Chemistry 140 Chapter 8 Reaction Rates and Equilibrium Copyright©2000 by Houghton Mifflin Company. All rights reserved. 1.

Download Chemistry 140 Chapter 8 Reaction Rates and Equilibrium Copyright©2000 by Houghton Mifflin Company. All rights reserved. 1.

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Chemical Equilibrium

Chemistry 140Chapter 8Reaction Rates and EquilibriumCopyright2000 by Houghton Mifflin Company. All rights reserved. 1CHAPTER OUTLINE8.1 Spontaneous andNonspontaneous Processes8.2 Reaction Rates8.3 Molecular Collisions8.4 Energy Diagrams8.5 Factors that Influence ReactionRates8.6 Chemical Equilibrium8.7 The Position of Equilibrium8.8 Factors That InfluenceEquilibrium Position2LEARNING OBJECTIVES/ASSESSMENTWhen you have completed your study of this chapter, you should be able to:1. Use the concepts of energy and entropy to predict the spontaneity of processes and reactions.(Section 8.1; Exercise 8.6)2. Calculate reaction rates from experimental data. (Section 8.2; Exercise 8.14)3. Use the concept of molecular collisions to explain reaction characteristics. (Section 8.3; Exercise 8.20)4. Represent and interpret the energy relationships for reactions by using energy diagrams. (Section8.4; Exercise 8.26)5. Explain how factors such as reactant concentrations, temperature, and catalysts influence reactionrates. (Section 8.5; Exercise 8.30)6. Relate experimental observations to the establishment of equilibrium. (Section 8.6; Exercise 8.38)7. Write equilibrium expressions based on reaction equations, and do calculations based on equilibriumexpressions. (Section 8.7; Exercises 8.40 and 8.46)8. Use Le Chteliers principle to predict the influence of changes in concentration and reactiontemperature on the position of equilibrium for a reaction. (Section 8.8; Exercise 8.52)3Copyright2000 by Houghton Mifflin Company. All rights reserved. 4Chemical EquilibriumThe state where the concentrations of all reactants and products remain constant with time.

On the molecular level, there is frantic activity. Equilibrium is not static, but is a highly dynamic situation.Copyright2000 by Houghton Mifflin Company. All rights reserved. 5The Law of Mass ActionForjA + kB lC + mDThe law of mass action is represented by the equilibrium expression:

Copyright2000 by Houghton Mifflin Company. All rights reserved. 6Equilibrium Expression4NH3(g) + 7O2(g) 4NO2(g) + 6H2O(g)

Copyright2000 by Houghton Mifflin Company. All rights reserved. 7Notes on Equilibrium Expressions (EE)The Equilibrium Expression for a reaction is the reciprocal of that for the reaction written in reverse.When the equation for a reaction is multiplied by n, EEnew = (EEoriginal)nThe units for K depend on the reaction being considered.Copyright2000 by Houghton Mifflin Company. All rights reserved. 8K v. KpFor jA + kB lC + mDKp = K(RT)nn = sum of coefficients of gaseous products minus sum of coefficients of gaseous reactants.Copyright2000 by Houghton Mifflin Company. All rights reserved. 9Heterogeneous Equilibria. . . are equilibria that involve more than one phase.CaCO3(s) CaO(s) + CO2(g)K = [CO2]The position of a heterogeneous equilibrium does not depend on the amounts of pure solids or liquids present.Copyright2000 by Houghton Mifflin Company. All rights reserved. 10Reaction Quotient. . . helps to determine the direction of the move toward equilibrium.The law of mass action is applied with initial concentrations.Copyright2000 by Houghton Mifflin Company. All rights reserved. 11Reaction Quotient (continued)H2(g) + F2(g) 2HF(g)

Copyright2000 by Houghton Mifflin Company. All rights reserved. 12Solving Equilibrium Problems1.Balance the equation.2.Write the equilibrium expression.3.List the initial concentrations.4.Calculate Q and determine the shift to equilibrium.

Copyright2000 by Houghton Mifflin Company. All rights reserved. 13Solving Equilibrium Problems(continued)5.Define equilibrium concentrations.6.Substitute equilibrium concentrations into equilibrium expression and solve.7.Check calculated concentrations by calculating K.Copyright2000 by Houghton Mifflin Company. All rights reserved. 14Le Chteliers Principle. . . if a change is imposed on a system at equilibrium, the position of the equilibrium will shift in a direction that tends to reduce that change.Copyright2000 by Houghton Mifflin Company. All rights reserved. 15Effects of Changes on the System1.Concentration: The system will shift away from the added component.2.Temperature: K will change depending upon the temperature (treat the energy change as a reactant).Copyright2000 by Houghton Mifflin Company. All rights reserved. 16Effects of Changes on the System (continued)3.Pressure: a. Addition of inert gas does not affect the equilibrium position.b. Decreasing the volume shifts the equilibrium toward the side with fewer moles.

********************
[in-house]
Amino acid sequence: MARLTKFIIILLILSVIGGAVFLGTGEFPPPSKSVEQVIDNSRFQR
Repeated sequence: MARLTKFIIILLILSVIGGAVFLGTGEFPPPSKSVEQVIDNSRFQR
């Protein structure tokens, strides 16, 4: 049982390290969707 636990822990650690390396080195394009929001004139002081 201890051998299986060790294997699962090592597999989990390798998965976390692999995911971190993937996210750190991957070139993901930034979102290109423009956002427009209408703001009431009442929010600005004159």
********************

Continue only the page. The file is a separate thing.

Heat of Reactionheat of reaction - the quantity of heat released or absorbed during a chemical reaction(symbol - DH) H represents enthalpy - the heat content of a system at constant pressureDH - delta H - the change in enthalpy - the amount of heat absorbed or lost by a system in a process carried out at constant pressure - DH always has a - sign in exothermic reactions and a + sign in endothermic reactions.Endothermic and Exothermic ReactionsIn the equation2H2(g) + O2(g) 2H2O(g) + 483.6kJDH = -483.6kJ exothermic (heat content of system decreases)2H2O(g) + 483.6kJ 2H2(g) + O2(g)DH = 483.6kJ endothermic (heat content of system increases)Heat of Formationmolar heat of formation - the heat released or absorbed when one mole of a compound is formed by combination of its elementsA 0 is added to DH to indicate standard heat of reaction. An f is added to indicate heat of formation. The symbol for standard heat of formation is DHf0.Thermochemical EquationsThermochemical equations for one mole of the substance given may look like:H2(g) + 1/2O2(g) H2O(l) DHf0 = -285.8kJNa(s) + 1/2Cl2(g) NaCl(s) DHf0 = -411.15kJS(s) + O2(g) SO2(g) DHf0 = -296.83kJElements in their standard state are defined as having DHf0 = 0. A negative DHf0 indicates a substance that is more stable than the free elements.A compound with a high positive heat of formation is very unstable and may be explosive.Heat of Combustionheat of combustion - the heat released by the complete combustion of one mole of a substance, symbol DHc. Heat of combustion is defined in terms of one mole of reactant. Heat of formation is defined in terms of one mole of product.Example: C(s) + O2(g) CO2(g)DHc = -393.51kJCalculating Heats of ReactionHesss Law - The heat of a reaction is the same no matter how many intermediate steps make up the pathway from reactants to productsDriving Force of ReactionsWe will now look at what causes a reaction to occur or the driving force behind a reaction.Most chemical reactions are exothermic. This means the products have less energy than the original reactants. One would expect these reactions to occur without the assistance of an external agent. It should follow that endothermic reactions should not occur without the aid of an external agent. However, some endothermic reactions do take place without the aid of external agents. The production of water gas is such a reactionEnthalpy and Reaction TendencyH2O(g) + C(s) CO(g) + H2(g) DH = +131.3kJThe enthalpy change is positive, and therefore unfavorable, yet the reaction proceeds without external agents.Entropy and Reaction TendencyIf a process is not driven by decreasing energy, what does drive it? Natrual processes tend toward maximum disorder. entropy - the property that describes the disorder of a systemA system that can go from one state to another without an enthalpy change does so by becoming more disordered. Entropy increases, for example, when a gas expands, a solid or liquid dissolves, or the number of particles in a system increases.Free EnergyThe overall drive to spontaneous change depends on two factors:1. toward lowest enthalpy2. toward highest entropyfree energy - the difference between the change in enthalpy, DH, and the product of the Kelvin temperature and the entropy change, which is defined as TDSReaction Ratesreaction rate - the change in concentration of reactants per unit time as a reaction proceedschemical kinetics - the branch of chemistry that is concerned with reaction rates and reaction mechanismsRate Influencing Factors1. nature of reactants - the manner in which two substances react depends on the bonding capabilities between the substances2. surface area - a powdered substance will react much quicker than a cubed substance3. concentration - large increases in reaction rate are caused partly by the increase in collision frequency of reaction particles4. temperature - the rates of many reactions roughly double or triple with a 10oC rise in temperature5. presence of catalysts - a catalyst is any substance which increases the reaction rate without being permanently consumedRate Law for ReactionsR = k[A]n[B]m...R = the reaction ratek = the rate constant[A], [B], = molar concentrations of reactants n,m = experimentally determined powers